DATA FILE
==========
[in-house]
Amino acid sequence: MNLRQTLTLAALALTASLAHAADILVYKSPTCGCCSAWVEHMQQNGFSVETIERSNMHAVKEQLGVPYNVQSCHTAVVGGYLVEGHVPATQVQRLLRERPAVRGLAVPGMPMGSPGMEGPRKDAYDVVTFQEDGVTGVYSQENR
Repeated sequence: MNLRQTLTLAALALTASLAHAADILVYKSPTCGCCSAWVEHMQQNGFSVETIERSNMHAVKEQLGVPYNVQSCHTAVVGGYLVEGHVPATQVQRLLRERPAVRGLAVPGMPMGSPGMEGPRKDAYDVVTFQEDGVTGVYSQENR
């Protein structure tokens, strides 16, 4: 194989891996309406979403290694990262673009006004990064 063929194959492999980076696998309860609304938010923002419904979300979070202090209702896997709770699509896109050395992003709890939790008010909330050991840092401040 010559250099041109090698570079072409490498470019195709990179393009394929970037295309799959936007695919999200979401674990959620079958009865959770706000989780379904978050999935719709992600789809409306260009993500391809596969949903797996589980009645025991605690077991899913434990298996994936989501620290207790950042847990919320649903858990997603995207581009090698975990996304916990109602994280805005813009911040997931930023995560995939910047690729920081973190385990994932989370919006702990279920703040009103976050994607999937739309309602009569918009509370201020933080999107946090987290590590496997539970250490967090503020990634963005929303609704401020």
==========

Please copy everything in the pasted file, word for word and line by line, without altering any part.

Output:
[in-house]
Amino acid sequence: MNLRQTLTLAALALTASLAHAADILVYKSPTCGCCSAWVEHMQQNGFSVETIERSNMHAVKEQLGVPYNVQSCHTAVVGGYLVEGHVPATQVQRLLRERPAVRGLAVPGMPMGSPGMEGPRKDAYDVVTFQEDGVTGVYSQENR
Repeated sequence: MNLRQTLTLAALALTASLAHAADILVYKSPTCGCCSAWVEHMQQNGFSVETIERSNMHAVKEQLGVPYNVQSCHTAVVGGYLVEGHVPATQVQRLLRERPAVRGLAVPGMPMGSPGMEGPRKDAYDVVTFQEDGVTGVYSQENR
């Protein structure tokens, strides 16, 4: 194989891996309406979403290694990262673009006004990064 063929194959492999980076696998309860609304938010923002419904979300979070202090209702896997709770699509896109050395992003709890939790008010909330050991840092401040 010559250099041109090698570079072409490498470019195709990179393009394929970037295309799959936007695919999200979401674990959620079958009865959770706000989780379904978050999935719709992600789809409306260009993500391809596969949903797996589980009645025991605690077991899913434990298996994936989501620290207790950042847990919320649903858990997603995207581009090698975990996304916990109602994280805005813009911040997931930023995560995939910047690729920081973190385990994932989370919006702990279920703040009103976050994607999937739309309602009569918009509370201020933080999107946090987290590590496997539970250490967090503020990634963005929303609704401020």